Primary sclerosing cholangitis: Diagnosis and management

Phunchai Charatcharoenwitthaya, Keith D. Lindor

Research output: Contribution to journalReview article

48 Scopus citations

Abstract

Primary sclerosing cholangitis (PSC) is a chronic cholestatic liver disease caused by progressive inflammatory destruction of intrahepatic and extrahepatic bile ducts, and ultimately cirrhosis. PSC occurs primarily in patients with underlying ulcerative colitis and affects primarily young to middle-aged men. PSC is believed to be an autoimmune disease mediated by immune dysregulation in patients with genetic susceptibility. One possible mechanism for the development of PSC is the homing of memory lymphocytes to the biliary tract. Cholangiography is the gold standard for diagnosis of PSC. The typical radiologic findings include multifocal strictures and dilation involving the intrahepatic or extrahepatic biliary tract, or both. Although no medical therapy has proved beneficial, a variety of agents have been tested, some of which appear promising and deserve further study. High-dose ursodeoxycholic acid may have benefit in slowing disease progression; a multicenter placebo-controlled trial is ongoing. Liver transplantation is a good option for patients with advanced PSC, although the disease can recur after successful transplantation.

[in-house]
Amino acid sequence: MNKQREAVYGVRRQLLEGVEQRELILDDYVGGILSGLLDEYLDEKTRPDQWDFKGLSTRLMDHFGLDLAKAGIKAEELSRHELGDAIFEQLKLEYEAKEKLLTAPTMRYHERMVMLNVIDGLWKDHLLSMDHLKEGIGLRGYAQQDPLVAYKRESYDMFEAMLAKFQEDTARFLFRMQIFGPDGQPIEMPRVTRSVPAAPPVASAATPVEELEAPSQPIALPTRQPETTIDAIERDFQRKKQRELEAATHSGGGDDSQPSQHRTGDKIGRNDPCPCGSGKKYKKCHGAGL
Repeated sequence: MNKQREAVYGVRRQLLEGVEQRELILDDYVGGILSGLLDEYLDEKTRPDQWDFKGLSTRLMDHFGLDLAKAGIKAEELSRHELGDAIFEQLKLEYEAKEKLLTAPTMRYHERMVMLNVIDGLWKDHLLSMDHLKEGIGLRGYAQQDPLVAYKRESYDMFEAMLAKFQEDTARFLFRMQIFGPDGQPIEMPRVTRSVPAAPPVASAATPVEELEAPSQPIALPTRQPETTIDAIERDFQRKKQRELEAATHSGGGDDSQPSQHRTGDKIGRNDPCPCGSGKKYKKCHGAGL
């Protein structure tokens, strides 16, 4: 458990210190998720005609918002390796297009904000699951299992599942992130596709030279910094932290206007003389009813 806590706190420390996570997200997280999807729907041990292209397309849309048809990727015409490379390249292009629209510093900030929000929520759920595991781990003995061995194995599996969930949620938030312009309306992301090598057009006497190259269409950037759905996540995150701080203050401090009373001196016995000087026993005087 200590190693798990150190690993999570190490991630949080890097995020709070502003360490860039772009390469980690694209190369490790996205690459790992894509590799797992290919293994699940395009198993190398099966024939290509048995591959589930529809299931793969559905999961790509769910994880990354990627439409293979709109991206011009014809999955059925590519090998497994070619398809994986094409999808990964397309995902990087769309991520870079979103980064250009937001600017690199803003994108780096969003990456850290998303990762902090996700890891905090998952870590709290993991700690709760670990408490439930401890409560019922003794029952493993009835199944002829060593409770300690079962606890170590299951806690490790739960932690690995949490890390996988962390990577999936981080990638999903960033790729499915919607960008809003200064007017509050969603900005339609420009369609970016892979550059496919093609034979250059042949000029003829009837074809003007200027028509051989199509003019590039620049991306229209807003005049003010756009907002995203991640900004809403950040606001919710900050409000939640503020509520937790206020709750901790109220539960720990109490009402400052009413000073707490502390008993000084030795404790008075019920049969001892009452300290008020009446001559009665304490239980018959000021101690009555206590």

Original languageEnglish (US)
Pages (from-to)75-82
Number of pages8
JournalCurrent gastroenterology reports
Volume8
Issue number1
DOIs
StatePublished - Feb 1 2006

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ASJC Scopus subject areas

  • Gastroenterology

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